• Spurs should not be mandatory
  • Nosebands should not be tight – A uniform method of measurement including an agreed definition of ‘too tight’, should be used based on the available science

More detail on each recommendation and the justification for it, including summaries of the underlying scientific evidence, is available in the supplementary documents on the website.

When I first saw these recommendations, they seemed to be an easy win for the FEI. By tackling the three top areas of concern relating to tack and equipment, the FEI would demonstrate that public concerns are being recognised and addressed by tangible action. By simply recommending that spurs and double bridles are no longer mandatory, the Commission’s recommendations show a willingness to change without banning these items which would have undoubtedly led to backlash from within. Giving people the choice, and in this way demonstrating that the sport was still possible without using double bridles or spurs, would provide a body of evidence to facilitate further change down the line!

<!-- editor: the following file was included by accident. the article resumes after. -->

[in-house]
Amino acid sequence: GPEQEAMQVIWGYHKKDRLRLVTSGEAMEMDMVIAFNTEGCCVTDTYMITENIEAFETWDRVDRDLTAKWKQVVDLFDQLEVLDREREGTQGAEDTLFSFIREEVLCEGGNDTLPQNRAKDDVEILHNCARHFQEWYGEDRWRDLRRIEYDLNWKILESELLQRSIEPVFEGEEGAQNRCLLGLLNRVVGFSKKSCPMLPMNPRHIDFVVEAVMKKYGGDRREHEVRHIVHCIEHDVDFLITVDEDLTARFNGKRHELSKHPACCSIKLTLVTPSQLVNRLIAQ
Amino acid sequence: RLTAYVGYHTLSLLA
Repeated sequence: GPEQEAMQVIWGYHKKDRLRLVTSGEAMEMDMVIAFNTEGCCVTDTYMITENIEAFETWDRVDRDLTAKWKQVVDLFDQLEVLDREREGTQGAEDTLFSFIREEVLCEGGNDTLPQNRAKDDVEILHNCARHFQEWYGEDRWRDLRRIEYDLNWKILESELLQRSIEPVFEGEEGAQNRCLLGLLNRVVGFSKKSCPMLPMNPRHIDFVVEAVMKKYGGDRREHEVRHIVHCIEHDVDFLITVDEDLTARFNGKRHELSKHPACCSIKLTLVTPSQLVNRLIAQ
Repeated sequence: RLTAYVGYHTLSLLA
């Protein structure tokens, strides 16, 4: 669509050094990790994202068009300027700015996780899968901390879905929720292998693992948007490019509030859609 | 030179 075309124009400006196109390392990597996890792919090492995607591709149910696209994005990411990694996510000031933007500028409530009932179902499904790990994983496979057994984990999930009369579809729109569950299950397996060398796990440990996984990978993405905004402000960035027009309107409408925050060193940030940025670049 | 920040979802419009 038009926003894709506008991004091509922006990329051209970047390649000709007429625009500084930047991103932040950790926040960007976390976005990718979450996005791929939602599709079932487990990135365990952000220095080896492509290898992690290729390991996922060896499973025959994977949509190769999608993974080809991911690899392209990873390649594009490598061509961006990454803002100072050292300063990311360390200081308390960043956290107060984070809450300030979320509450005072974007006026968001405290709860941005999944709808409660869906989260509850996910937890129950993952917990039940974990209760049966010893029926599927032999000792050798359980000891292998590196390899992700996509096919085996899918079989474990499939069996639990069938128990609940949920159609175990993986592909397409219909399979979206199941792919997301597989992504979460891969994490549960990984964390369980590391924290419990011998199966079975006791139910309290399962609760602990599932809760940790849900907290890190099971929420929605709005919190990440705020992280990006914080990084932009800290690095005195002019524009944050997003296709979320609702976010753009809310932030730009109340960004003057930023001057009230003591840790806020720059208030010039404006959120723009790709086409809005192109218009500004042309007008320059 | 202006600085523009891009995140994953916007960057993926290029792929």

Naively, I was really surprised by the outcry these recommendations engendered in certain circles. And remember, they weren’t calling for an outright ban; they were simply not making their use compulsory. The baby steps towards change obviously weren’t considered small enough by some quarters, and this is concerning when arguably larger issues that will need a greater change in mindset, such as how sports horses are managed, trained and ridden, are (hopefully!) yet to come!

This really gets to the heart of the challenge that the Equine Ethics and Wellbeing Commission has ahead of it. There are elements within equestrianism that simply do not recognise the precarity of their sport and the need for change. We have to do better for our horses!

The Commission can only do so much if its recommendations are ignored. The FEI need to prove that they established the Commission with a view to real welfare improvements, rather than as a sham to appease public concerns.

“Equestrian stakeholders consider that for horses’ welfare to be improved: current welfare rules must be better enforced; new welfare rules should be informed by science; and those involved with horses should have a required level of equine welfare knowledge” EEWC


For more information see: Heleski CR (2023) Social License to Operate – Why Public Perception Matters for Horse Sport – Some Personal Reflections. Journal of Equine Veterinary Science doi:

This article is published in Issue 7 of the CONCORDIA INTERNATIONAL EQUESTRIAN MAGAZINE – the current issue and archived issues are free to download and read online.